During a conversation this summer with a group of MIT students I met through my Cambridge internship, we stumbled into how both of our schools have issues with mental health services. It was then that I heard about their Student Support Services, abbreviated as all college programs are by its students to “S-cubed.”
From what I could gather from the MIT website and pestering the students I knew, the student service grants extensions on exams, homework or any school assignment that students need, as well as works with them to grant extended leaves. According to students I talked to, one of its most striking features is that they ask very few questions when granting minor extensions and operate under a system of trust — assuming the best of the academic integrity of its students. The questions they do ask are centered on getting a general idea of why the students are calling the support center and ensuring their safety. They are encouraged to call for physical or mental health reasons, like waking up sick the day of an exam, the sudden appearance of a depressive episode, extreme anxiety or even going through a tough breakup with a significant other. In comparison to the strict guidelines set on my syllabi for missing classes — including one this semester that will, with “no exceptions,” drop you from the course after accumulating four absences — this sounds almost too good to be true.
As you might expect, the students admitted that the system is at times abused. But they quickly added that this fact doesn’t worry them much. One of my friends stated that she truly believes that its benefits far outweigh its potential for abuse. She would rather the few students who were willing to abuse it get a slight edge on her than for even a single student to suffer unnecessarily under the burden of their stress. This was a sentiment that several other students who I briefly interviewed seemed to share.
This same friend admitted that she is yet to take advantage of this program herself, but had still felt it had benefited her by serving as a sort of mental safety net. Although it isn’t a perfect system and not every student was content with it — as some felt it was too lax and others felt it could do more — it particularly struck me for its overall intention and purpose: to create an easy way for students to prioritize their health and happiness above their academics, allowing students to take control of their own well-being. Even more than that, it could help by improving the physical and mental health of students by making it easier to stay home and relax when sick.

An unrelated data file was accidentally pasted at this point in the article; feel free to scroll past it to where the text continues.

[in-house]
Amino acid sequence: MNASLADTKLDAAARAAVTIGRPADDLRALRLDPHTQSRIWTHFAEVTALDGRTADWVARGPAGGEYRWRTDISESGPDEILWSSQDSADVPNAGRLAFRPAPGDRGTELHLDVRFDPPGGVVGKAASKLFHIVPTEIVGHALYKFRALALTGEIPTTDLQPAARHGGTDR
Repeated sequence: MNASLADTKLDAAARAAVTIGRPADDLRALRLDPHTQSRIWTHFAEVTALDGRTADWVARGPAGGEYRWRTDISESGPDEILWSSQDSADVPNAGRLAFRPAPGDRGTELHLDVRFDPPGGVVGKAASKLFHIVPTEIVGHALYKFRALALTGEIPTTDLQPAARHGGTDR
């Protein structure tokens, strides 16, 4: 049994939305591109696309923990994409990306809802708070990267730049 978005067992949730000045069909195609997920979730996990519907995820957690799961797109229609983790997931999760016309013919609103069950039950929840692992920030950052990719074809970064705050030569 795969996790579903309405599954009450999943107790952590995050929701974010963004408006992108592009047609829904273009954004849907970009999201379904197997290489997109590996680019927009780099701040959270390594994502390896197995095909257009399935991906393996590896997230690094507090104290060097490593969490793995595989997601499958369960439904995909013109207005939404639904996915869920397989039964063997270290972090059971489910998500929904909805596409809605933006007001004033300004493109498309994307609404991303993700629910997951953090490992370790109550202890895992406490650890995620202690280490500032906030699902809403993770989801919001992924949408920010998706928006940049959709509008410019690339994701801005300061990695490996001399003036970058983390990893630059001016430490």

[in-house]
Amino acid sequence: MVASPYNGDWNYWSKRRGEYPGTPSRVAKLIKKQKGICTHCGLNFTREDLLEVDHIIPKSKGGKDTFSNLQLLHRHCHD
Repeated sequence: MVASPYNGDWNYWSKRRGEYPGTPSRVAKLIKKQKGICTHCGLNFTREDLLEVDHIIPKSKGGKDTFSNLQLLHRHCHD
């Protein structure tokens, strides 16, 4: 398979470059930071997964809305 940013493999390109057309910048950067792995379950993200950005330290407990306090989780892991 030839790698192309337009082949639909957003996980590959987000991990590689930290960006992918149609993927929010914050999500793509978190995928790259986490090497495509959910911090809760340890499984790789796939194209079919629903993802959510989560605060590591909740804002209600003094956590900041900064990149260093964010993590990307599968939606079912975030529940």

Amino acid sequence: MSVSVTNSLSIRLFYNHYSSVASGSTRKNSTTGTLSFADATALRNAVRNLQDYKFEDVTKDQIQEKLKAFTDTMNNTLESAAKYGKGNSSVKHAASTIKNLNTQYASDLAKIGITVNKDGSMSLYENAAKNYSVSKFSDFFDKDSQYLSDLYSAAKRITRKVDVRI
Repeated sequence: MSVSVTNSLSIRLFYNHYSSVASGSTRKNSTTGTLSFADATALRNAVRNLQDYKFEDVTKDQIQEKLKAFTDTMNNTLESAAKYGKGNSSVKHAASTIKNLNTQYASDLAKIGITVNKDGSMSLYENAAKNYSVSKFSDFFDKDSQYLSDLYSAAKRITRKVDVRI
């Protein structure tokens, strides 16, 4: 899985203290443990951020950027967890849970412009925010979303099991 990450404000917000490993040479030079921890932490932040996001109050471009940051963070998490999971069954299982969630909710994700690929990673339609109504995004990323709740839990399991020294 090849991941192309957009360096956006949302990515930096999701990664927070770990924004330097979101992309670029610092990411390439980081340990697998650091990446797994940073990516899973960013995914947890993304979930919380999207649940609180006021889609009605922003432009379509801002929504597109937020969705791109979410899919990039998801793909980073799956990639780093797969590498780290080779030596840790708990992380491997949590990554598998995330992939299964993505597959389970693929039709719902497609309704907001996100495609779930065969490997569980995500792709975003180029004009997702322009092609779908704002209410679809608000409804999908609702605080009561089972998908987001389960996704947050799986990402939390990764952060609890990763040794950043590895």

We’ve all had the misfortune of taking a prelim around peak cold and flu season, when the coughing and sneezing of the other students in packed into the lecture hall with you is incessant, or worse, being one of those students yourself. The fall semester of my sophomore year, I got a cold that began mild, but quickly worsened to a two-month long bout of walking pneumonia. Instead of slowing down to let myself recover, I forced myself to work at the same pace as if I were healthy for fear of falling behind, at the cost of triggering a depressive episode.
By enforcing hard deadlines and strict standards that must be met to delay exams, Cornell sends the message that all academic pursuits eclipse students’ mental and physical health, a dangerous idea that most students at Cornell have internalized and use to force themselves to push through unnecessary suffering. The reasons that the experience seems commonplace here and why I felt compelled to push myself to those limits is a reflection of Cornell’s values as a school and our campus community.
Cornell’s issues with mental health have to do with the sort of people it attracts — intense, highly driven people prone to depression and burnout — and the kind of culture that it perpetuates on campus that often serves to accelerate it. The administration of the school is aware of this, too. Vice President Ryan Lombardi’s statement sent out to the campus on May 22 said that a major theme of the upcoming mental health review would be looking into “the ways in which the campus environment and culture contribute to mental health challenges at Cornell.” Yet, the same statement lacks immediate plans to tackle this issue. An extension of these plans unveiled recently likewise focuses solely on expanding and improving Cornell Health’s services while neglecting to address any aspect of campus culture or any other faction of the school.
The best way for the administration to make direct change is by showing us its priorities. By demonstrating through its policies that it cares more deeply about our mental health and well-being than on upholding often harsh academic standards, Cornell can encourage its students to not only adopt the same mindset, but also to clear a much easier path to prioritize it for themselves. It would undoubtedly be a significant effort to implement at a school like Cornell, especially with its many colleges and the massive diversity in its student population’s academic pursuits. But the effort of examining MIT’s approach and making necessary modifications and improvements to best serve the population of Cornell would be well worth it. Thinking back on my bout of pneumonia, I really just needed a break — something just about every student I know needs. The least the school can do for its student body is to provide it.
Michaela Bettez is a junior in the College of Engineering. She can be reached at firstname.lastname@example.org. Bet on It runs every other Friday this semester.